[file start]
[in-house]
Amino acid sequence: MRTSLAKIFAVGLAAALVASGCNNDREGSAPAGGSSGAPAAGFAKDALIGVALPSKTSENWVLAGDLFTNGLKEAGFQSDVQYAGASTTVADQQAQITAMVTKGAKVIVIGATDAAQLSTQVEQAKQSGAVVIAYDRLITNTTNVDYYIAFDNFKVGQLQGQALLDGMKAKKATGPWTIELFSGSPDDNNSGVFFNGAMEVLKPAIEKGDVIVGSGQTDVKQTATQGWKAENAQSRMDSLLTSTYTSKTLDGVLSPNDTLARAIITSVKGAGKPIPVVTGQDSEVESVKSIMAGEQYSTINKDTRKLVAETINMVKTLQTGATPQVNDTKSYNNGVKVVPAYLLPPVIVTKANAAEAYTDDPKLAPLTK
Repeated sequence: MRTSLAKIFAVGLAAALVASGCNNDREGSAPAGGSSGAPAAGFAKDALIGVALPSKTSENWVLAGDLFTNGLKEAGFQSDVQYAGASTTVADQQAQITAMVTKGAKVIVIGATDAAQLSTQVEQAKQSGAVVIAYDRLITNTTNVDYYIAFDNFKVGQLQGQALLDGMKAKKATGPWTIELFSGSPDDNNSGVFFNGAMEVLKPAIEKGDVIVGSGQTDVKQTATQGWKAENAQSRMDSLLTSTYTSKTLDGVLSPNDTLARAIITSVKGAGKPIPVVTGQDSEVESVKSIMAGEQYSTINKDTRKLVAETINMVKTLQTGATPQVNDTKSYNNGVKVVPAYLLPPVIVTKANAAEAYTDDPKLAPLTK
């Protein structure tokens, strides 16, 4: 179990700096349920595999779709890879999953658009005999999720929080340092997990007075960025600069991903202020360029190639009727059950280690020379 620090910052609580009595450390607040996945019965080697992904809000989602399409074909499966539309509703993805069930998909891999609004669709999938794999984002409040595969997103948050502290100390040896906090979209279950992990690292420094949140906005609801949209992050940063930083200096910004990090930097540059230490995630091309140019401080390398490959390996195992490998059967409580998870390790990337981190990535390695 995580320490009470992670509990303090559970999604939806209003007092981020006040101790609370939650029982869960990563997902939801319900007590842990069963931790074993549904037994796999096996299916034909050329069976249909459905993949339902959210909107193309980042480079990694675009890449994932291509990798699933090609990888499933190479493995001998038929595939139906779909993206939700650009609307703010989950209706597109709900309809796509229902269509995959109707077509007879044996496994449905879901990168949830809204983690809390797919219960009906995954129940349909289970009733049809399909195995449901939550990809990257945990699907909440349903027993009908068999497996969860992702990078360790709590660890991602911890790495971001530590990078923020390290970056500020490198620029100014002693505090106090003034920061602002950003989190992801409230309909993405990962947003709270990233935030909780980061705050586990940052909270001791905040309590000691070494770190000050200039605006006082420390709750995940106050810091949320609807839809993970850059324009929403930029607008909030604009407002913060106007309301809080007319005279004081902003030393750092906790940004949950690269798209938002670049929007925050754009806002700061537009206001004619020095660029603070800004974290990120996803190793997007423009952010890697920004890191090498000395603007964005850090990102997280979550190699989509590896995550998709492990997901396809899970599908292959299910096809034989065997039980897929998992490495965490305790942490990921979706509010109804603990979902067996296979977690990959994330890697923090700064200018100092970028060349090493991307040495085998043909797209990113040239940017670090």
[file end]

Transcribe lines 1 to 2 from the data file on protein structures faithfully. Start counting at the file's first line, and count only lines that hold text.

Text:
[in-house]
Amino acid sequence: MRTSLAKIFAVGLAAALVASGCNNDREGSAPAGGSSGAPAAGFAKDALIGVALPSKTSENWVLAGDLFTNGLKEAGFQSDVQYAGASTTVADQQAQITAMVTKGAKVIVIGATDAAQLSTQVEQAKQSGAVVIAYDRLITNTTNVDYYIAFDNFKVGQLQGQALLDGMKAKKATGPWTIELFSGSPDDNNSGVFFNGAMEVLKPAIEKGDVIVGSGQTDVKQTATQGWKAENAQSRMDSLLTSTYTSKTLDGVLSPNDTLARAIITSVKGAGKPIPVVTGQDSEVESVKSIMAGEQYSTINKDTRKLVAETINMVKTLQTGATPQVNDTKSYNNGVKVVPAYLLPPVIVTKANAAEAYTDDPKLAPLTK